Yet here, the word “fever” doesn’t bear a purely negative connotation –Ateez acknowledge that their feverish desire to achieve their dream does cause them pain sometimes, but they temper this message with a healthy dose of hope. So “Fever” stands as a tribute to burning determination amid a struggle.
Similarly, “Inception” (the title track) also follows a struggling Ateez, as they suffer because of unrequited love.
As if I have dreamed in a dream
I’m lost looking for you
You are the dream I live in, the dream I can never awake from
Every day & night I’m gon’ chase you
Musically speaking, “Inception” is Ateez par for the course. Dramatic chorus melody, check. Attitude-infused rap, check. Steady prechorus climbs, check. It’s nothing we haven’t heard before, and certainly not as strong as past triumphs like “Say My Name” and “Wonderland.” But “Inception” is solid and compelling in its own right, with plenty of staying power.
In fact, this song is an excellent example of one of Ateez’s most unique qualities: their vocals. Personally, I think of Ateez as Infinite’s successors in K-pop. Infinite had a trademark whiny vocal style, which was actually a plus because it perfectly fit their concept as “obsession-idols.” Similarly, from a purely technical standpoint, Ateez aren’t the best vocalists — they have a quite nasal, thin sound. Yet it works! Their vocals create an incredibly raw, earnest energy that matches the desperate “Inception” very well.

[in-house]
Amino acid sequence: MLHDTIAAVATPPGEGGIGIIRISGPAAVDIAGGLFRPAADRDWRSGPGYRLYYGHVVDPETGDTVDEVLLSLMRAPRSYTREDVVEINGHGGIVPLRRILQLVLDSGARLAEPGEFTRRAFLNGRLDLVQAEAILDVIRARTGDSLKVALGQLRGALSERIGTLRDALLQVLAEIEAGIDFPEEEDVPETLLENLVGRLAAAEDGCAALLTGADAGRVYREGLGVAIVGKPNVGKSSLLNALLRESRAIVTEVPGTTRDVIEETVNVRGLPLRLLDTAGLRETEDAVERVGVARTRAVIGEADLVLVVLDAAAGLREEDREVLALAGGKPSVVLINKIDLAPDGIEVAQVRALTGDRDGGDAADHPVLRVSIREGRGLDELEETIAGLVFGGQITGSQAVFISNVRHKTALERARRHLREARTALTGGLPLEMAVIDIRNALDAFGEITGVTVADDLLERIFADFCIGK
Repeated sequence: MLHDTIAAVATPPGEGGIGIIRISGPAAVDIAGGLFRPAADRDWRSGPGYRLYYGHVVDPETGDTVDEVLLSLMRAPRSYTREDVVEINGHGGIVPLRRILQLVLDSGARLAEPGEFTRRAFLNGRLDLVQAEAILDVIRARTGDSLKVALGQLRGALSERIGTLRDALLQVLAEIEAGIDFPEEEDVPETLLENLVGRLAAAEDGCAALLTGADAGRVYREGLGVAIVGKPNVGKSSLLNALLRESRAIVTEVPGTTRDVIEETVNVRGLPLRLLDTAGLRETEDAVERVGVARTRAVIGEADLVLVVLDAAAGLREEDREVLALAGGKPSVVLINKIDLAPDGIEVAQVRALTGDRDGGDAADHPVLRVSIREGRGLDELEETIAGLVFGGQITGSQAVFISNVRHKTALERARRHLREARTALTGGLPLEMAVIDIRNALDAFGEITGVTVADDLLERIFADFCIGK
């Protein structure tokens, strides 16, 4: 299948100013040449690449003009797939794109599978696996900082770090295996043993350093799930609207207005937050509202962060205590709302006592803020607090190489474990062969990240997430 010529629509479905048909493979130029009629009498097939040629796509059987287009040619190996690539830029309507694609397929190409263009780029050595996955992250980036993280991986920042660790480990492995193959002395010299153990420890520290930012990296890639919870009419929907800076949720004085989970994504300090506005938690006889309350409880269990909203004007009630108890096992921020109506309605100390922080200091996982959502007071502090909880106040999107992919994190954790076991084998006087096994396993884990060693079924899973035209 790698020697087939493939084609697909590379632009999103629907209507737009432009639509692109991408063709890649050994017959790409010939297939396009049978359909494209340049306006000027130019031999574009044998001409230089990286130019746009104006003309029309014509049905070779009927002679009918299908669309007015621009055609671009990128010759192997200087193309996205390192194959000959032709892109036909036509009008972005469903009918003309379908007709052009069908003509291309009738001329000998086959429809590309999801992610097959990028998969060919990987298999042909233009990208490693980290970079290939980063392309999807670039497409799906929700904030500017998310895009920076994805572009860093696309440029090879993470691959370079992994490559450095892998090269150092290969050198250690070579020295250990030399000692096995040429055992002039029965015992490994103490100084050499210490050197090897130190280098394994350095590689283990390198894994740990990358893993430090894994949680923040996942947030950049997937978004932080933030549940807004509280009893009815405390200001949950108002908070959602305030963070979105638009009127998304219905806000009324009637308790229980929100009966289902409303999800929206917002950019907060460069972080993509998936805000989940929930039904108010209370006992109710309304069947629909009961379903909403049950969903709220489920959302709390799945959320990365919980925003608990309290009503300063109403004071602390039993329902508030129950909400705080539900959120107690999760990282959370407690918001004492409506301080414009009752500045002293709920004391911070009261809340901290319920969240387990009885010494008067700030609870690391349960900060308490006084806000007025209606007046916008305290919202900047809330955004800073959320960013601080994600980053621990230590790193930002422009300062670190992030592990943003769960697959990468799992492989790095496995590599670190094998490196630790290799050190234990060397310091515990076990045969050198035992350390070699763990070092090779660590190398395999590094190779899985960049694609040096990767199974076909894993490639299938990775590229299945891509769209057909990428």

But, as its intro indicates, Fever isn’t entirely devoted to trials and tribulations — this is where the “inspiring” part comes in. The album emphasizes the idea that companionship (whether platonic or romantic) can lift people out of their struggles.
Take “Good Lil Boy,” for instance. This track references the intro, by serving as a lyrical counterpoint. While the intro described a discouraged person, “Good Lil Boy” depicts the thoughts of the one who helped the intro speaker out of that slump:
Hey, little boy
Why you look down?
Look straight ahead
Tighten your shoelaces and
Without any difficulty
The entire world is yours
Taken as a pair of songs, “Dear Diary: 2016.07.29” and “Good Lil Boy” enhance each other’s messages to form a heartwarming theme: when you’re feeling down and lost, a loved one can motivate you and guide you back to the right path.
Additionally, since the intro is called a diary, it seems that “Good Lil Boy” is from the viewpoint of present-day Ateez encouraging Ateez-from-four-years-ago. This personal touch adds a hint of pathos and warmth to “Good Lil Boy.”
Similarly, “One Day at a Time” adds to this encouraging theme of support and help. Ateez declare, “You’re in that box you built yourself, I’ll help you break it.” Once again, Ateez are singing and rapping from the point of view of the friend who motivates a lost person, who inspires them to chase their dream.
However, “One Day at a Time” isn’t nearly as compelling as its lyrics. The song depends on colorless trap and overly trendy atmospheric synths. The chorus is repetitive and dull, which is shocking — after all, this is Ateez we’re talking about! Perhaps a good friend can prop you up in your lowest moments, but heartfelt sentiment alone can’t prop up a bland song.